Even though the 2023 F1 season is full of unexpected things, to say the least, we’re potentially looking at a repeat of the early 2010s. Red Bull is on once again, and it looks like no one is even remotely close. Although the first WDC was won under controversial circumstances, a three-peat is imminent.
Sure, RB Racing fans are ecstatic at the thought of Seb part 2, but everyone knows dominance is bad for F1 as a whole. So, can anyone stop Red Bull before the 2026 regulatory change? Various experts have various answers to this question, so Motoverso will take an objective look at the situation.
It’s no wonder Red Bull is the outright favourite at new sports sites at Bookmakers.bet. But can anyone realistically usurp their throne before 2026?
One More Season Started With Red Bull Being The Ultimate Favourite
In 2021, Red Bull Racing wanted to make a difference and dethrone Mercedes. With the new regulations creeping closer, everyone knew it was possible, but no one took Horner & Co. seriously. And even though Mercedes was as dominant as ever, Red Bulled prevailed thanks to superior strategies, Max’s brilliance and perhaps a hand from Michael Masi.
Despite all the controversy surrounding the WDC win in 2021, everyone was still glad to see Merc fall. That’s the name of the game, but no one thought RB would nail the regulations this well. Ferrari had some hopes earlier in the year, but they shot themselves in the foot repeatedly. Still, even after the WCC and WDC won in 2022, people didn’t view Red Bull as F1’s new ‘evil empire.’
And yet again, in 2023, they were viewed as the favourites to win. Nevertheless, people still thought it would be a fun season full of unexpected things, with Aston Martin, Mercedes and Ferrari all claiming to be mounting a significant title challenge. However, we’re in mid-May of 2023, and RedBull is leading its closes competitor, Aston Martin, by a whopping 100 points, and it’s only been four races.
As always, we can pin that success down to a number of factors. Max is, as always, firing on all cylinders, but his improvements in the chemistry department with Checo have also been notable. Adrian Newey is creative as ever, while the rest of upper management and key technical staff are on top of their game. And that’s been true for years — Red Bull Racing’s greatest pride were always technical and organizational stability. However, every F1 season is full of unexpected things. So, how could the chase end?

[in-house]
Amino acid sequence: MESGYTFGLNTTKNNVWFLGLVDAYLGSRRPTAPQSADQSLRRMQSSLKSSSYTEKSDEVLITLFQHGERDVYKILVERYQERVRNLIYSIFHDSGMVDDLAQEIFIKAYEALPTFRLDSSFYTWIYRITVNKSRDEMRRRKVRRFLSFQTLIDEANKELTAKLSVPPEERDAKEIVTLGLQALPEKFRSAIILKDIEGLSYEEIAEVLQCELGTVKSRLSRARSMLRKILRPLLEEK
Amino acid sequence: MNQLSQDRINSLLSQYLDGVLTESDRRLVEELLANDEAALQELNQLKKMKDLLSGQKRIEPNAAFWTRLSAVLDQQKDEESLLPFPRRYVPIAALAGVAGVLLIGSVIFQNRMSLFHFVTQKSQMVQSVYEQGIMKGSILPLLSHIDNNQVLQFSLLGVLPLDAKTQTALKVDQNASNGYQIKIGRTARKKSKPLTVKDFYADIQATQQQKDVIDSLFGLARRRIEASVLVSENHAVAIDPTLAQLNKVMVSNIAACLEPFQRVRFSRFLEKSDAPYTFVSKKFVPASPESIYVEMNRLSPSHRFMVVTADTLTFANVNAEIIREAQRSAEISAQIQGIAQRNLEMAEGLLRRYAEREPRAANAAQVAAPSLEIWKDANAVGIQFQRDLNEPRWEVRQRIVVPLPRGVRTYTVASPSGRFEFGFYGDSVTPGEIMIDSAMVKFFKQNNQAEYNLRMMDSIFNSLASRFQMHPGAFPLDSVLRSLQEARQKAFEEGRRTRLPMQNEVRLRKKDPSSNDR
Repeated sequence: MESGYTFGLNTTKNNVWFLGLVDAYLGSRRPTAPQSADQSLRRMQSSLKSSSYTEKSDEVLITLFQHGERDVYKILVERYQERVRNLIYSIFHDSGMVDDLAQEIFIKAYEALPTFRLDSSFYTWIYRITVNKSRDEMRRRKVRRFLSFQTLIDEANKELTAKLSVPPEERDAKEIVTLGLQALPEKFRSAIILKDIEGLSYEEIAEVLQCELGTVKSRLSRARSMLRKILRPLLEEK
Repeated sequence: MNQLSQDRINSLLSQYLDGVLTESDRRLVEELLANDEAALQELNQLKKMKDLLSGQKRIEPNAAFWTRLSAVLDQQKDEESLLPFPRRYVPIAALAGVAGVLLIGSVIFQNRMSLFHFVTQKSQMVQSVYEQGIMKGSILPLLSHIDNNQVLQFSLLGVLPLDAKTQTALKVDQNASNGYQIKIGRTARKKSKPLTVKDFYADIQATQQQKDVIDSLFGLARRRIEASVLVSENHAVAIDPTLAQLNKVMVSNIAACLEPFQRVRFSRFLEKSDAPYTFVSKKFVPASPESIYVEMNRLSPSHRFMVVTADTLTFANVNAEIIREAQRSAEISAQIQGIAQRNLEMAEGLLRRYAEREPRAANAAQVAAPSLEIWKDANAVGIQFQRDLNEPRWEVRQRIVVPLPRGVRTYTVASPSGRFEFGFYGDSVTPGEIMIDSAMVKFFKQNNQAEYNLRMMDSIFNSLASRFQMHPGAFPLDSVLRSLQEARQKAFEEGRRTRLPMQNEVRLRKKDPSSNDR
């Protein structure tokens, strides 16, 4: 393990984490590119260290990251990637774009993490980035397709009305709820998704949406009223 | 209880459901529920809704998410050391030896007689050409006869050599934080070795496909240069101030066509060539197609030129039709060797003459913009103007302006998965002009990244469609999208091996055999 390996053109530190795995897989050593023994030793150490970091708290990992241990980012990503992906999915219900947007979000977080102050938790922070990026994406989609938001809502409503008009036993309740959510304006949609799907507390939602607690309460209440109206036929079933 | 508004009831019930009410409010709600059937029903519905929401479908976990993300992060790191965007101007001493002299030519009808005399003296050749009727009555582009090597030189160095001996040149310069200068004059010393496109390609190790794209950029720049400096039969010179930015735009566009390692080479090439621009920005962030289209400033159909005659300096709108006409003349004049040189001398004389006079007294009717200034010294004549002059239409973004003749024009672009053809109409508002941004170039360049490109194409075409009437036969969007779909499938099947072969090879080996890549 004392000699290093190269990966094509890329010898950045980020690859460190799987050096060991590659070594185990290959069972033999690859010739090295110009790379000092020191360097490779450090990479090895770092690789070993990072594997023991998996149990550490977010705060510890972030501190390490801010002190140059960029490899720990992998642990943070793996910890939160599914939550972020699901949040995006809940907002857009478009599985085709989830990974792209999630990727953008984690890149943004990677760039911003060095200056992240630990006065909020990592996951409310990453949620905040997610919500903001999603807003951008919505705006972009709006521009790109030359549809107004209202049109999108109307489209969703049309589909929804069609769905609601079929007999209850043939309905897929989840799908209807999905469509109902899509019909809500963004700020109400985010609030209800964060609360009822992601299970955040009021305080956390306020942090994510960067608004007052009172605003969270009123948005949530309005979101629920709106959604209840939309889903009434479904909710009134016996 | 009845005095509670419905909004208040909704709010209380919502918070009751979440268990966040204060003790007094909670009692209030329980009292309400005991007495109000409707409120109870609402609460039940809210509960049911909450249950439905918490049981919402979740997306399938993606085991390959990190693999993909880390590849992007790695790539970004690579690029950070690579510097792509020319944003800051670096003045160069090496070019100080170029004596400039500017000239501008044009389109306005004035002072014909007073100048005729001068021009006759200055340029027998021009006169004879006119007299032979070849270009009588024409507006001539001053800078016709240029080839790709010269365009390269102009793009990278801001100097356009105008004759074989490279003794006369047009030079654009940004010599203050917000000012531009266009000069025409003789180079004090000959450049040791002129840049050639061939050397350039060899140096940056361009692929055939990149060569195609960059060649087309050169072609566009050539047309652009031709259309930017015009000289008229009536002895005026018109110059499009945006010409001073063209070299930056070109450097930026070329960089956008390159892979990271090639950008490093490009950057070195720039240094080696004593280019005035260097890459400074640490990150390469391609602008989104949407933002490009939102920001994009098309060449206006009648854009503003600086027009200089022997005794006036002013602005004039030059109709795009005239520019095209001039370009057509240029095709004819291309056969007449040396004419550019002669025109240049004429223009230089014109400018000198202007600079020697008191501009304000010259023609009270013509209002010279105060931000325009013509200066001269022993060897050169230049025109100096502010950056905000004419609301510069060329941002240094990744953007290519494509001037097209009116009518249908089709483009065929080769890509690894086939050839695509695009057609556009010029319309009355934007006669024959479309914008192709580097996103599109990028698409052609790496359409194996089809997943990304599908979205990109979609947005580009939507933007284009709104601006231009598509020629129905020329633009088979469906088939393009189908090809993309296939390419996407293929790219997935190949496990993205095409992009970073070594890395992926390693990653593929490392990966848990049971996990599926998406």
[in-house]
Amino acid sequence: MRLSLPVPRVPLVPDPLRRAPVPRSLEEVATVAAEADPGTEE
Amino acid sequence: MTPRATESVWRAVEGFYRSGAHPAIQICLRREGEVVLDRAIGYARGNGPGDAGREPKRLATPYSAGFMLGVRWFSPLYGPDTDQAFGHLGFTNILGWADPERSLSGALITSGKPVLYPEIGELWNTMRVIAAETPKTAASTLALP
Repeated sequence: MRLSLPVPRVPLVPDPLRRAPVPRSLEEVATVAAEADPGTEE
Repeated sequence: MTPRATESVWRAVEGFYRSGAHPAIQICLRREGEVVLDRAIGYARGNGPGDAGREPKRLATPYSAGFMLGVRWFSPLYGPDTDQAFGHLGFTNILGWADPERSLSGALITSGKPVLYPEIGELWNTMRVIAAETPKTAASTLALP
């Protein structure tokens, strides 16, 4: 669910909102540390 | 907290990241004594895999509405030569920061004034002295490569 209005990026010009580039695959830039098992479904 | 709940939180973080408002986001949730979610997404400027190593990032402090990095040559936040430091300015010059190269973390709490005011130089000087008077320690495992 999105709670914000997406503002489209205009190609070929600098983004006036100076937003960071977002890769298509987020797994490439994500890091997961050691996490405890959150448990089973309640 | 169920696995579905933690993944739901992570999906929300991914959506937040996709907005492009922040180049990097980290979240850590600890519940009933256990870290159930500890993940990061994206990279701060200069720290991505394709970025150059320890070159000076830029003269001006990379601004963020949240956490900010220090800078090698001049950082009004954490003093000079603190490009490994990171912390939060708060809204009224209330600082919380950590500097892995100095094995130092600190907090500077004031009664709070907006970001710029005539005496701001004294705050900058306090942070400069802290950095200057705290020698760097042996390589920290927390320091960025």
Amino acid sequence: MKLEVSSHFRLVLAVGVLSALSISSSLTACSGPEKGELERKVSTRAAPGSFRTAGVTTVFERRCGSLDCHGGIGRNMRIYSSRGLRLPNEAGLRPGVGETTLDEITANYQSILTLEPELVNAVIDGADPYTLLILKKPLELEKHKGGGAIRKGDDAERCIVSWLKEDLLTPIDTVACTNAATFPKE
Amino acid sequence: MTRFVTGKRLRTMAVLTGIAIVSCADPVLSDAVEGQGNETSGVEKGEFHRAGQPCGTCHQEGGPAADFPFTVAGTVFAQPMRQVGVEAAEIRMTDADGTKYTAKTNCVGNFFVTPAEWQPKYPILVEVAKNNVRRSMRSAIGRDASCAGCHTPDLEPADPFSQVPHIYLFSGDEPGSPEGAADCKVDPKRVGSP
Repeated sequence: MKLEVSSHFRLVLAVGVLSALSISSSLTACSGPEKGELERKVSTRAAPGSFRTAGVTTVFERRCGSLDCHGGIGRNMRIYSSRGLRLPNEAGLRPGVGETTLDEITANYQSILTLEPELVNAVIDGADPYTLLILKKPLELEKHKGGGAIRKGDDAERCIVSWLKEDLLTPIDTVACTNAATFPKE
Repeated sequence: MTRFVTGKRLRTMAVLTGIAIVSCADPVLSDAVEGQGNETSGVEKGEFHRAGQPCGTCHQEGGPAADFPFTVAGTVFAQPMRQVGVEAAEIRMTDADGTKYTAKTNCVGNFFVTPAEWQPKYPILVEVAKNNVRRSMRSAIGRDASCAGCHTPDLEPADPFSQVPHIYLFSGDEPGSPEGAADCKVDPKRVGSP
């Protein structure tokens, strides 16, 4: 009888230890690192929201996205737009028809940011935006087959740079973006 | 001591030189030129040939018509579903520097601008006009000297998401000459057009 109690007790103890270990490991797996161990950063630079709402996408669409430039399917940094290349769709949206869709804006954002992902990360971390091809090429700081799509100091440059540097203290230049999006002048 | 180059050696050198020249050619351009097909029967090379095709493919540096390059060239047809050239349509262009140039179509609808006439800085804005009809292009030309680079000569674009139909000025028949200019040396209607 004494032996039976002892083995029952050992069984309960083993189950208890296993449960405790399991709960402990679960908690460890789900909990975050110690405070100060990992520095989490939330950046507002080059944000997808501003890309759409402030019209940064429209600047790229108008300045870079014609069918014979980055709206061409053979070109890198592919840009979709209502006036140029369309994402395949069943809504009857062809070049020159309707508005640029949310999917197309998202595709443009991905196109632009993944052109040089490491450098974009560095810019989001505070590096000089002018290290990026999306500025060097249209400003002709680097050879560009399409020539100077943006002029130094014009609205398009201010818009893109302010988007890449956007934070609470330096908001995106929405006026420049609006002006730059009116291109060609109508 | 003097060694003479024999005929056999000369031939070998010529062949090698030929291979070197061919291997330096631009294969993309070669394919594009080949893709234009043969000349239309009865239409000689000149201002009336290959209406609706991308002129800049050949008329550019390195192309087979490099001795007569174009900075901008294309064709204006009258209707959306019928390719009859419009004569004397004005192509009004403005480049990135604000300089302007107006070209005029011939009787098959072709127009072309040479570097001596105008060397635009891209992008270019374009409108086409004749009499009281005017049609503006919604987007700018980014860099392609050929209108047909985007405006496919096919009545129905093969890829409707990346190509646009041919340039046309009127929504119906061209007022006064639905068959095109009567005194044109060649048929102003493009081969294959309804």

The “Catch Me If You Can” Game Leaves The Rest Teams Chasing The Bulls
It would be an understatement to say that Red Bull is the only factor in their success. Even Ferrari’s & Schumi’s reign of terror was more of a perfect storm. This time, it’s more of the same. While we can praise Red Bull’s structure, it’s no denying that other teams dropped the ball or plainly didn’t do enough.
Ferrari once again reminded us why they’re called Scuderia Next Season, with a heap of reliability issues from the get-go. Charles Leclerc retired from the opening race in Bahrain and is already on his second ECU of the season. However, the Tifosi might see this as a blessing in disguise, especially because the lack of success is a clear call for team restructuring. Fred Vasseur might be an experienced team principal, but not even he can handle decades’ worth of Italian bureaucracy and traditionalism.
Mercedes even admitted they took a step backwards. Even though the team almost completely eradicated its porpoising and bouncing issues, the speed isn’t there. They’re the fourth-fastest car and haven’t even chipped at Red Bull’s lead compared to last year. Toto Wolff even stated that the team would scrap the whole chassis in a heartbeat if possible.
As two of RB’s main competitors are faltering, a new one has emerged. Aston Martin is finally taking things seriously, as evidenced by their poaching of Dan Fallows, Eric Blandin, and Fernando Alonso. They have the second fastest car on the grid, with their factory opening its doors soon.
Fluctuations, talent poaching and disappointments aren’t new, that’s for sure. But will this affect F1’s status as the most dominant motorsport? Can Red Bull’s dominance do damage?
How Does Red Bull’s Dominance Impact F1 Attractiveness?
In short, no. While the number one spot is pretty much set in stone, everything else is up for grabs. As reported by Metro, Guenther Steiner even expressed his pleasure at the fact that Haas has a shot at 4th or 5th place. And we’d say that’s a perfect answer to fear-mongering about ‘F1 losing its appeal.’
Everyone’s focused on Ferrari, Red Bull and Merc, but the reality is — there are ten teams on the grid. And if one slips up or doesn’t meet its expectations, you know the other nine around are going to pounce on the opportunity. So just because Merc can’t dethrone Red Bull, that doesn’t mean we’re not in for a late-season surge by Alpha Tauri, Williams or even McLaren.
But the truth is — several years of one team dominating isn’t new. In fact, it’s practically a tradition in today’s F1. Everyone remembers Schumi and Hamilton dominating with fondness. Sure, things get a bit boring after 2-3 seasons, but then that dominance turns into something else. Remember how everyone cheered for Alonso defeating The Michael or Max getting his first? Sure you do because every team’s strong period is followed by even more excitement.
So, don’t worry because both Red Bull and F1 as a whole are here to stay. If F1 survived no spending caps, prequalifying farces, fake sponsors, Crashgate, and a bunch of other things, RB Racing wouldn’t put a dent in it. And besides, with Liberty Media putting an emphasis on advertising, the sport will only be more popular as time passes.